The conversations of life

Tony Abbott – a good man but glad he is gone


What a week. Tony Abbott, our fifth Prime Minister in five years, gone. A foreign visitor would understandably ask why this revolving door, and we would equally understandably say in Tony’s case, the wish of the people has simply prevailed.

Or my wish at least.

There is no doubt in my mind that Tony Abbott is a good man and that he has always wanted the best for Australia. But also to my mind, he has a character flaw; an in your face “I will get my way” attitude. He presents as a very unattractive pugilist.

To give a simple example of this is Tony’s ever present blue tie, his badge of honour. Appreciate that he wore one every day he was Prime Minister – and before. Nobody does that unless they are making a clear point.

For him it could be one or possibly two points.

First up, maybe he was staring down his opposition in Labor. Julia Gillard almost dared him to do it with her famous reference to the prospect of a government led by Liberal men. She said (consider) ‘a prime minister – a man in a blue tie – who goes on holidays to be replaced by a man in a blue tie. A treasurer, who delivers a budget wearing a blue tie, to be supported by a finance minister – another man in a blue tie”. Tony has delivered on this vision – every day.

The second reason he may wear the blue tie is it represents his conservative side of politics – his badge of honour. If so then Tony was creating a divide, an ‘us and them’ culture.

Either way the blue ties are a statement to the world but it’s not a positive statement. It’s the display of an attitude that has not served Australia well.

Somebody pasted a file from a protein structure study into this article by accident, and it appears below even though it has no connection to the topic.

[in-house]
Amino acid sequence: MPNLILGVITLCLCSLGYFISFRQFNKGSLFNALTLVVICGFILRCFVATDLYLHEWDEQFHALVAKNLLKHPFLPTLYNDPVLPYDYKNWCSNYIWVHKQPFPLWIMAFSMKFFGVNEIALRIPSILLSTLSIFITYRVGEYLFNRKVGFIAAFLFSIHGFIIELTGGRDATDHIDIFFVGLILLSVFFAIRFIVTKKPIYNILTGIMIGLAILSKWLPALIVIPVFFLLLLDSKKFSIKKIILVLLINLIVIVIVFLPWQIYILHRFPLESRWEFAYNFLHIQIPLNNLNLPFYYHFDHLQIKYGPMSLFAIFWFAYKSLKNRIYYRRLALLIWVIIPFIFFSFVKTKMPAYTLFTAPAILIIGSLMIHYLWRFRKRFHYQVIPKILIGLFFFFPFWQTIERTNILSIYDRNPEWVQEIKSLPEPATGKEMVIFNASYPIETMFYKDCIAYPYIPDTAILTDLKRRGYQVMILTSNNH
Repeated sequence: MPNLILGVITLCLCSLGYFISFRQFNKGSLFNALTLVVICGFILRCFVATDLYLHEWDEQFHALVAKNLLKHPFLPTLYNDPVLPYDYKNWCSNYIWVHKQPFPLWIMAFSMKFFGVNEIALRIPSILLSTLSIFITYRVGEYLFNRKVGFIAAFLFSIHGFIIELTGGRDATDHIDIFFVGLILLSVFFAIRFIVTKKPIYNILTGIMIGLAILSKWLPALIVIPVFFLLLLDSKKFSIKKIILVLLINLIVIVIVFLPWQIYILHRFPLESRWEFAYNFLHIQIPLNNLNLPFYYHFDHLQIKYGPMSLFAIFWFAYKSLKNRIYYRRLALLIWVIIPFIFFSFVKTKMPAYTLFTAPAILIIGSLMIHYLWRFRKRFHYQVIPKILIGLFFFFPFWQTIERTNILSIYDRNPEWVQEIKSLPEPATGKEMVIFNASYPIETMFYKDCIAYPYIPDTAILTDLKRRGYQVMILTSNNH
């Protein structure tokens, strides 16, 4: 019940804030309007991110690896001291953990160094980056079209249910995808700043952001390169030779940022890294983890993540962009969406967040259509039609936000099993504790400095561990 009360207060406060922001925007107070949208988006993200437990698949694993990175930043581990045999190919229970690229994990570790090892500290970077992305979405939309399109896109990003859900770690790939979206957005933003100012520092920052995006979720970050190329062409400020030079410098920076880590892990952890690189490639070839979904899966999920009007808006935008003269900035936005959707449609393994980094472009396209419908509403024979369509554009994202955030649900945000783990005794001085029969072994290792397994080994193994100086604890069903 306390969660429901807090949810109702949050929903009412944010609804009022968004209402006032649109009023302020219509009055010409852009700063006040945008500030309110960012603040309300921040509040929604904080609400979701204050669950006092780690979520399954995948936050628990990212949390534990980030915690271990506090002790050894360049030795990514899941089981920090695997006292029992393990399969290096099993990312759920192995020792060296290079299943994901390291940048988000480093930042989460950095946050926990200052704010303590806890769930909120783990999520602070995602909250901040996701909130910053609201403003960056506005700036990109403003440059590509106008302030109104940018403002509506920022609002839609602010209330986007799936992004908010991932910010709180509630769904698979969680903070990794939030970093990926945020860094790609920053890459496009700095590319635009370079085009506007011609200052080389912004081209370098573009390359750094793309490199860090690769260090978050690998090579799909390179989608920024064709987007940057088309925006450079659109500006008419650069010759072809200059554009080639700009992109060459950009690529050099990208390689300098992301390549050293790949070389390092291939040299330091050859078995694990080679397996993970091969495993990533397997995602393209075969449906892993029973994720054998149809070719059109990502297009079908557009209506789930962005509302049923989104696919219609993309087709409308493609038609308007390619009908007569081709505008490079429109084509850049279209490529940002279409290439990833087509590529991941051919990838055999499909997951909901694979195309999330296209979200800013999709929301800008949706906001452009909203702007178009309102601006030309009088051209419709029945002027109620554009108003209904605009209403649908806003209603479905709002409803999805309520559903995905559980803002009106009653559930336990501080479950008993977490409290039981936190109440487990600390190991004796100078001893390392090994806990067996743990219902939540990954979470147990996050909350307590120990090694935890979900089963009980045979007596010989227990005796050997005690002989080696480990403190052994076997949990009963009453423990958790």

Take a look at the facts

To move away from perhaps the petty considerations of the colour of a tie, consider these two facts. Almost from the day Tony became Prime Minister we have been antagonising Indonesia, our nearest neighbour and one of our most important trade and strategic partners. No wonder they were first to congratulate Malcolm Turnbull on his appointment and in so doing did not mention the name of Tony Abbott.

Also consider Bronwyn Bishop in her role as Speaker of the House (as reported in Frank & Earnest 10 April). Tony Abbott appointed her to the traditionally bipartisan position and she delivered (and he defended) a stunning 319 rulings against Labor in debate against just five negative rulings against the Government MPs, an unheard of ratio.

History has now revealed the level of cynicism that the Abbott led government, or Mr Abbott, held towards these parliamentary traditions.

And the people could see it for what it was.

The polls show that the people did not harbour bad feelings to the Liberals; they came flooding back on Mr Abbott’s departure. It (sadly) was the man. A man who has given his all for the country, plus a bit too much of his darker side.

But he has gone and we can now move on. We wish him well, genuinely. But we are pleased to have his era behind us.

That is my opinion.


Chris Baynes is a columnist and publisher of Frank & Earnest. He is also the publisher of, the leading national directory of retirement villages and aged care services in Australia.

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